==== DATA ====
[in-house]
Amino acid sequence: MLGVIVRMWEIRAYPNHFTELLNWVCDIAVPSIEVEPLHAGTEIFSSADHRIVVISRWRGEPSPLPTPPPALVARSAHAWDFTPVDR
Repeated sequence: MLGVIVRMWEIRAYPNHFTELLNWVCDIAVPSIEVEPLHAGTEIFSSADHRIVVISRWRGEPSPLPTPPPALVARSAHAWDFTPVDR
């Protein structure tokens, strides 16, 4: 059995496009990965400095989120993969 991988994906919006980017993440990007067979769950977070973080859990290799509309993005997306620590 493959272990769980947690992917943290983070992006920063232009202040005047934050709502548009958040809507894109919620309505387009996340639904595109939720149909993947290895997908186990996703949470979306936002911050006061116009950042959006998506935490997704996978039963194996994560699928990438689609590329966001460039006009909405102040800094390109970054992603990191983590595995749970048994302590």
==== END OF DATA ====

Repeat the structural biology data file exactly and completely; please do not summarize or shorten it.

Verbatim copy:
[in-house]
Amino acid sequence: MLGVIVRMWEIRAYPNHFTELLNWVCDIAVPSIEVEPLHAGTEIFSSADHRIVVISRWRGEPSPLPTPPPALVARSAHAWDFTPVDR
Repeated sequence: MLGVIVRMWEIRAYPNHFTELLNWVCDIAVPSIEVEPLHAGTEIFSSADHRIVVISRWRGEPSPLPTPPPALVARSAHAWDFTPVDR
């Protein structure tokens, strides 16, 4: 059995496009990965400095989120993969 991988994906919006980017993440990007067979769950977070973080859990290799509309993005997306620590 493959272990769980947690992917943290983070992006920063232009202040005047934050709502548009958040809507894109919620309505387009996340639904595109939720149909993947290895997908186990996703949470979306936002911050006061116009950042959006998506935490997704996978039963194996994560699928990438689609590329966001460039006009909405102040800094390109970054992603990191983590595995749970048994302590």